Top 5 Summer Objectives for Church Communications PastorsLast Updated: May 24th, 2023

Like the rest of us, churches experience different seasons and levels of activity throughout the year. Summer is when schedules slow down, attendance fluctuates, events pause, and you switch up your daily routine in favor of more fun in the sun. Apart from VBS, summer is historically a time when ministry slows down as well. But this actually makes it the perfect window of opportunity for churches to strategize and develop a robust communications plan. So how can your church make the most of summer? 

In a recent podcast, Mark MacDonald identified five important tasks churches should consider this summer. Mark is the founder of Be Known For Something, and wrote a book with the same name about branding that rose to #2 on the Amazon Best Sellers list. Mark is currently executive director of a communications nonprofit that influences roughly 10,000 churches across the country. 

In his best-selling book, Be Known For Something, Mark says the summer lull affords churches an intermission to implement five strategic, measurable activities. Treat the summer as an annual time to evaluate and, if necessary, revamp the way you accomplish your mission. To really connect with people in your church as well as those in your community, church communications pastors should put these five things on their summer to-do list.

1. Get out in the community and listen 

Effective communication depends on how well you know your audience. God has placed your congregation in a neighborhood and region for a specific purpose. Look outside the four walls of the church to truly connect with those who need to be brought closer to God. Your community is fertile ground for God to do His work.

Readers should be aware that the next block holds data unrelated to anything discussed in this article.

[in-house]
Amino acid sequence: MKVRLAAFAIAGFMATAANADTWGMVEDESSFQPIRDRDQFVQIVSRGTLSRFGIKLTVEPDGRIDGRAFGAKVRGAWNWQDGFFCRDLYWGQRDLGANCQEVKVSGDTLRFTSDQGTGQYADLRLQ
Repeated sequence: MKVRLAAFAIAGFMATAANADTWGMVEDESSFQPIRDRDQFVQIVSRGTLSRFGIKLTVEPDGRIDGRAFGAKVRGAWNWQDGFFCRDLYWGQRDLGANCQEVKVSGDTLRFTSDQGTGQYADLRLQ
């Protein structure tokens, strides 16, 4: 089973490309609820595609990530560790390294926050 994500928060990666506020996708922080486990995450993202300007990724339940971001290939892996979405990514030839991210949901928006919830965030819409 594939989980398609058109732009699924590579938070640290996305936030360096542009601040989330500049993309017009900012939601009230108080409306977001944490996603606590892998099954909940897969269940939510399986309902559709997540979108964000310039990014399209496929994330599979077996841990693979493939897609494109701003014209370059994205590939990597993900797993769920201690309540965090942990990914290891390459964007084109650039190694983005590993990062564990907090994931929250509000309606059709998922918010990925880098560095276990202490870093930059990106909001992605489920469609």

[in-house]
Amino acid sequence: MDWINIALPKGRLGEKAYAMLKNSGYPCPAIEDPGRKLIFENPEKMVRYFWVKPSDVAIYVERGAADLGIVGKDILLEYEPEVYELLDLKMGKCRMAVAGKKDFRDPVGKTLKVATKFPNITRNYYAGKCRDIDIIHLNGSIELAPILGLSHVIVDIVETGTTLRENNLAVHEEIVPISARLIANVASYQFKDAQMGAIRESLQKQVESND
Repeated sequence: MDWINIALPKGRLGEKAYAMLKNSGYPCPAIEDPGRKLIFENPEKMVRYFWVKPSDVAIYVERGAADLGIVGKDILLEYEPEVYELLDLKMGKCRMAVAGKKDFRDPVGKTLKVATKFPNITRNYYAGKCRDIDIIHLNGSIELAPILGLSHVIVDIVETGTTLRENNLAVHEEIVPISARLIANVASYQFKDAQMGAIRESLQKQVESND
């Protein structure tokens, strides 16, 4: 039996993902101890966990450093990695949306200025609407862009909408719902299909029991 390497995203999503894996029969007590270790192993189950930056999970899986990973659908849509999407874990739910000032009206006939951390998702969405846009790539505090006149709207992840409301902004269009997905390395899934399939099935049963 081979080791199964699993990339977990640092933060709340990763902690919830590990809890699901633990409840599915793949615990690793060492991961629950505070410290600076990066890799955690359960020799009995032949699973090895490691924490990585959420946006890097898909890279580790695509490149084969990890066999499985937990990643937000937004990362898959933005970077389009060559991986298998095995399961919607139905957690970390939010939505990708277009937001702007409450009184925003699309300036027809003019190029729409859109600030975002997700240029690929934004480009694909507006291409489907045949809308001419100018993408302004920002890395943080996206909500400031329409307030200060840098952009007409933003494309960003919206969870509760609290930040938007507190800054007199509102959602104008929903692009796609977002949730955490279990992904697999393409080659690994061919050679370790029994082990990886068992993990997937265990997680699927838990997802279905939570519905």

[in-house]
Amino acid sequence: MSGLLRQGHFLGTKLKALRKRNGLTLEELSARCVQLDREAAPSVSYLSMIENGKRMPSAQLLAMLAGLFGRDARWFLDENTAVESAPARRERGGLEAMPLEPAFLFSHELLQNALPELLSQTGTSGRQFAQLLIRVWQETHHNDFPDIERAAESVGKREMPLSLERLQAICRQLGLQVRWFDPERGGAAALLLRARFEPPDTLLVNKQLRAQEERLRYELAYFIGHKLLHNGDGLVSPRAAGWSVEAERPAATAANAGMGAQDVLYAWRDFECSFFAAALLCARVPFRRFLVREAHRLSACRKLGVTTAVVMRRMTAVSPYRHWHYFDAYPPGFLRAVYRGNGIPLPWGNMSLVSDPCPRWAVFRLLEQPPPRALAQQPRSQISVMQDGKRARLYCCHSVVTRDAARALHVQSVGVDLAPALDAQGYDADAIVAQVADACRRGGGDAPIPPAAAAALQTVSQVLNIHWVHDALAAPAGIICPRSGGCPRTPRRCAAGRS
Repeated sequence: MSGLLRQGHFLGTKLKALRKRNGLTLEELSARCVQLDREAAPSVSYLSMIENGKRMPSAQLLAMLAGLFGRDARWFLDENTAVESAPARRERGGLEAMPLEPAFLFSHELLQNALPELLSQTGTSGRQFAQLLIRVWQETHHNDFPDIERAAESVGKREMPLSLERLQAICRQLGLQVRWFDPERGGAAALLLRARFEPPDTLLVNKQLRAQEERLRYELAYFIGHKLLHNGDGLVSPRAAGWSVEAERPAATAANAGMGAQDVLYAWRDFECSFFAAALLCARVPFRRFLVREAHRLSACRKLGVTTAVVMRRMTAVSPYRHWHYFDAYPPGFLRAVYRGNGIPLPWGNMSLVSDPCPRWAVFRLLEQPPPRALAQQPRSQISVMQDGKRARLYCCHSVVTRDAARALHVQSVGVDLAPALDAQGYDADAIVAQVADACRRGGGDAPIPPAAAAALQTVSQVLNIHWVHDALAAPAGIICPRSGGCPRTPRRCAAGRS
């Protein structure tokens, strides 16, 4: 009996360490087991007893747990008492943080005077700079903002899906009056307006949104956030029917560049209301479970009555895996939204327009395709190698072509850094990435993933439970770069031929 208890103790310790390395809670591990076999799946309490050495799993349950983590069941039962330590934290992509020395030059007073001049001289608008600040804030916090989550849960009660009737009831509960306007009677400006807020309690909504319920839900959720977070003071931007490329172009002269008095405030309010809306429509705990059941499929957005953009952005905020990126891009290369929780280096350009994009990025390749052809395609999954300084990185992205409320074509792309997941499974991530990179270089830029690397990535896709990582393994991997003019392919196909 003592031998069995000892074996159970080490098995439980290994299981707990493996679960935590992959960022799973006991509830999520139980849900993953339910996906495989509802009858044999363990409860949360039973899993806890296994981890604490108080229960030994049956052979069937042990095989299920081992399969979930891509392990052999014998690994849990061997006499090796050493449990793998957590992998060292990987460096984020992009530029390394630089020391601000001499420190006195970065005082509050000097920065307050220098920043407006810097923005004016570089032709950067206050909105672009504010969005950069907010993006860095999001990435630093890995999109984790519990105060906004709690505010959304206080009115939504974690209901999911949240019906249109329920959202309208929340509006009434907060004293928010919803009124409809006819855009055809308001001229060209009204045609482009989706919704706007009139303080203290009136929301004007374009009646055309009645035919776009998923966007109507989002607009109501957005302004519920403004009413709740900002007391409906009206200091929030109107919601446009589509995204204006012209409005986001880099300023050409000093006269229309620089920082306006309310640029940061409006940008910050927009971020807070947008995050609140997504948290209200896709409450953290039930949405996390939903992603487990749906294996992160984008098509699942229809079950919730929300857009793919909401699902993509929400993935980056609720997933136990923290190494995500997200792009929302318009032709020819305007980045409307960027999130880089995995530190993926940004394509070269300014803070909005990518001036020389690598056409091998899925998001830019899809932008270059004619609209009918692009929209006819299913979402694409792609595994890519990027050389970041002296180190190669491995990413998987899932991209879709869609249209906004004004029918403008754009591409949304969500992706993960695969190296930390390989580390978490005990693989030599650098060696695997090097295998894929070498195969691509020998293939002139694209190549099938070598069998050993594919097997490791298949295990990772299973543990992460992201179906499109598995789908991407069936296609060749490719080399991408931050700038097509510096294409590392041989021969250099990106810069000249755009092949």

Instead of viewing summer as a time for maintaining the status quo, work on situations that don’t change with the seasons. Marriages still struggle, even though it’s summer. Finances are strained and people are stretched to their limit. The ups and downs of life still knock you down when temperatures are high, perhaps even more so. 

So how can the church meet these needs? If you want to transform your community, ask questions to understand people’s concerns, fears, and motivation when it comes to church. Do your best to dispel any misunderstandings and work toward a symbiotic relationship. If your mission is ‘to go to the highways and byways,’ then you need to know what matters to them. Pray about how you can be the salt and light to your city. There are abundant ministry opportunities to change lives right outside your doors. 

Clarify who your target audience is and what will help them reach their goals. Figure out how your church can be known for something that’s a real solution in your community. Whether it’s today, five years from now, or eternity, are you known for the right things? Are you making a real difference to those around you? If not, talk to your pastor about a pivot. 

2. Consider a rebrand

If your current brand isn’t working, it might be time for your church to rebrand. This isn’t just changing the logo, but changing the local perception of your church. Your style should reflect your unique congregation. 

As communicators, we lean into visual components like colors and the logo to identify who we are. However, making a genuine connection hinges on what people think and say about your church, rather than what the church says about itself.